The market scene of the murals includes a table run by Philippe's maman, the truly lovely Mme. Pascaline Rispoli. While she doesn't actually sell her wares at the marché in Lyon, she does make confitures (jams) at home in France, and for the restaurant, when she is visiting here on Cape Cod, so I gave her a prime spot in the market mural, just for fun.
Philippe emailed me this photo of Pascaline, which I used as inspiration for my mural portrait of her.
I had to accentuate her features and the shadows, so they could be seen from a distance.
Above, the painting in process
The finished market scene of Pascaline and her creations (above)
While Philippe's parents live near Lyon, they do come to visit Cape Cod several times each year, and Pascaline makes many jars of her confiture, each time she's here, depending on what's in season. Locals know her jams and can't wait to get their hands on each new batch, before they disappear. If your supply runs out, you just have to wait until Pascaline's next visit, to taste her divine creations.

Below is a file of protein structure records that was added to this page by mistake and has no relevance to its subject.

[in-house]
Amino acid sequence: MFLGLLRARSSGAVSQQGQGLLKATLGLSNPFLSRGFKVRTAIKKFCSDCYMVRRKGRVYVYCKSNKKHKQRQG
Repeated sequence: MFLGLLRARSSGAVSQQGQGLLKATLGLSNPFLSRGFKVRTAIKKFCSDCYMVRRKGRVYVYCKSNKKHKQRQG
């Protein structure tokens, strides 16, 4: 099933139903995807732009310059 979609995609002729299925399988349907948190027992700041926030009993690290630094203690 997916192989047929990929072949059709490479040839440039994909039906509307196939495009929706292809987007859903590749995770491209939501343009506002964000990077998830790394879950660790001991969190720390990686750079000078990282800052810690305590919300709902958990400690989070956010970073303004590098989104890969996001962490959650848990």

Some of Pascaline's fabulous jams, available for purchase at PB Boulangerie Bistro.
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Recently, I had the great good fortune to make a batch strawberry jam with Pascaline, in the kitchen of PB Bistro. Besides being a lot of fun (comparing stories of motherhood and how we both weep when saying goodbye to our children for a long period of time), I learned a few new trucs or astuces (tips) I hadn't known before.
The strawberries were cleaned & hulled the night before, as Pascaline likes to let the fruit macerate in the sugar overnight. She says she likes to put in the minimum of sugar, so that the flavor of the fruit can shine through - which I wholeheartedly agree with. She adds a piece of butter to the pot, which keeps down the problem of the fruit boiling over. It works really well. I look forward to trying this at home, as I usually have such a fierce rolling boil, I cannot stop stirring for a second!
While she uses a chaudron en cuivre (copper jam pot) at home, in France - as I do in my own kitchen - Pascaline uses these professional chefs' pots (below) in the restaurant kitchen. They have the same open surface area, which aids in the fruit reducing and gelling, and the bottoms of these are insulated.
The finished product! Pascaline immediately turns her jars upside down - another truc I hadn't known about. She says this helps keep a better seal. She turns them right side up after they have cooled.
Best yet - tasting the finished product on a fresh croissant from PB Boulangerie!